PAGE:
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5 things we learned as Scotland’s Euro 2020 dreams are dashed by Croatia

Scotland have crashed out of Euro 2020 after a 3-1 defeat to Croatia at Hampden.

Steve Clarke’s side needed a win to become the first Scottish side to escape a group stage – but it ended in familiar disappointment for the Tartan Army.

Here the PA news agency takes a look at five things we learned from another night of despair for the national team.

Hope proves fatal again

The long-suffering Tartan Army prayed this would be the moment when they could witness their team march into the knockout rounds. For a moment it appeared fate might just be on their side as Callum McGregor rifled home to cancel out Nikola Vlasic’s early opener, sparking the promise of a second-half cavalry charge. But as has become depressingly familiar to the Scotland support, hope never lasts long. Instead, second-half strikes from Luka Modric and Ivan Perisic snuffed out the last flickering light on their bid for the last 16.

Selection regrets

Stephen O’Donnell impressed against England but struggled when up against the Czechs and Croatia
Stephen O’Donnell impressed against England but struggled when up against the Czechs and Croatia (Andrew Milligan/PA)

Steve Clarke deserves enormous credit for masterminding Scotland’s return to one of football’s biggest stages, but that does not mean he should escape scrutiny over his line-ups. The loss of Kieran Tierney on the eve of the Group D opener against the Czechs was a huge blow but the decision to start Stephen O’Donnell at right-back and leave out Che Adams and Billy Gilmour was questioned as their team missed a golden opportunity to get up and running. Both men were back in for the game at Wembley and won rave reviews. But O’Donnell looked out of his depth against the Croatians. The loss of Gilmour to a positive coronavirus test was another major blow, with Stuart Armstrong unable to replicate the composure shown by the Chelsea midfielder in London.

Mc the knife

Scotland’s list of European Championship scorers is not exactly lengthy but Callum McGregor can now add his name to an exclusive club which already includes Paul McStay, Gary McAllister, Brian McClair and Ally McCoist. His first international strike was Scotland’s first goal at a major finals since Craig Burley’s strike against Norway at France 98. How the Tartan Army would have loved to have seen Scott McTominay or John McGinn take up a membership invite…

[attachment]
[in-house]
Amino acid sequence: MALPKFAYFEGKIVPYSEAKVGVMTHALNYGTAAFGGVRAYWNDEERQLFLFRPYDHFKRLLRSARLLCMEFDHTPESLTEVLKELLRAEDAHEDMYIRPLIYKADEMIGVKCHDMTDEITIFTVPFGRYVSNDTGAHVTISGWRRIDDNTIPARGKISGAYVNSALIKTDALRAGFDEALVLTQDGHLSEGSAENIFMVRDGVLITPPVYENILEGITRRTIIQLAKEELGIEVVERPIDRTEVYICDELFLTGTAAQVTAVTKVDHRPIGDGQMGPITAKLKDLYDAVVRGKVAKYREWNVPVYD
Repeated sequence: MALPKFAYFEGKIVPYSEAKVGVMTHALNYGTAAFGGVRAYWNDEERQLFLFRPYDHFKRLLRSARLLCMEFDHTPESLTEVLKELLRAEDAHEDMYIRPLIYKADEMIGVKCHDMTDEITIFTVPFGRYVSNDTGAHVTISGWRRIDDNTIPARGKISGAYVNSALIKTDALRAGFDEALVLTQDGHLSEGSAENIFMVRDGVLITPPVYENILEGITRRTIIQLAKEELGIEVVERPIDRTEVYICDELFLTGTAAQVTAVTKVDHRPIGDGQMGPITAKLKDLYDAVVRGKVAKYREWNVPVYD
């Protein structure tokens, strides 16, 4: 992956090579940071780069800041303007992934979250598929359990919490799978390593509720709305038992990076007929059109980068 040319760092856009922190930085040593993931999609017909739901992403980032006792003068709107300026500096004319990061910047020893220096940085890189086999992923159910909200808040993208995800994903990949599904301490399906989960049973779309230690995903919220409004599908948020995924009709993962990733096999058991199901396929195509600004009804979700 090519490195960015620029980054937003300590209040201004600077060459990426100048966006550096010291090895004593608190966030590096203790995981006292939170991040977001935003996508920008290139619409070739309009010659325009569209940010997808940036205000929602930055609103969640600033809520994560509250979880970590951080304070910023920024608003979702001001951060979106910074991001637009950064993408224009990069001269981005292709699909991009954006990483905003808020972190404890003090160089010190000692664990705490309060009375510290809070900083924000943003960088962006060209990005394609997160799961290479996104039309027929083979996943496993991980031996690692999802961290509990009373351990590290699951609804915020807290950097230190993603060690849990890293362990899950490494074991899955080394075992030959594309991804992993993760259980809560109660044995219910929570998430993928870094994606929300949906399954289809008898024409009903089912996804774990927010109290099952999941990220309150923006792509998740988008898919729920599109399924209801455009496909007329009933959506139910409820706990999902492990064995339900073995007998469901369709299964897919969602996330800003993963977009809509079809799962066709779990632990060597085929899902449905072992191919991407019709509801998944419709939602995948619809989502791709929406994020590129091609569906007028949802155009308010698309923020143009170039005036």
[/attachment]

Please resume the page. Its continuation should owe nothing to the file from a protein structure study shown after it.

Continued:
Hope for the future

With a World Cup to aim for in 18 months, Scotland do not have long to pity themselves. Clarke’s side have plenty work to do to reach Qatar after a disappointing start to the qualifiers, but there is at least a silver lining to take from the past two weeks. Gilmour’s Wembley display suggests he has all the tools needed to be the midfield lynchpin for years to come. His former Rangers team-mate Nathan Patterson only got the final six minutes against Croatia but there are plenty who believe he is the next big thing. A lack of experience counted him out of more action this time but the Ibrox teenager will be targeting September’s qualifiers against Denmark, Moldova and Austria for his chance to make his mark.

Masterful Modric

Some critics claimed after Croatia’s first two games that it appeared Modric’s 35-year-old legs were starting to slow, but there was no sign of him slowing down in Glasgow. Gilmour’s absence robbed the Hampden crowd of the chance to see Croatia’s midfield master going head-to-head with Scotland’s dynamic young playmaker. But that did not stop Real Madrid’s former Ballon d’Or winner putting on a world-class show. There was the full display of his passing range and a highlight reel of twists, turns, dummies and feints which had the Scotland midfield on strings. And all of that was before he produced a sublime finish with the outside of his right foot to put Croatia back in front and slam the door shut on Scotland’s dreams of the last 16.

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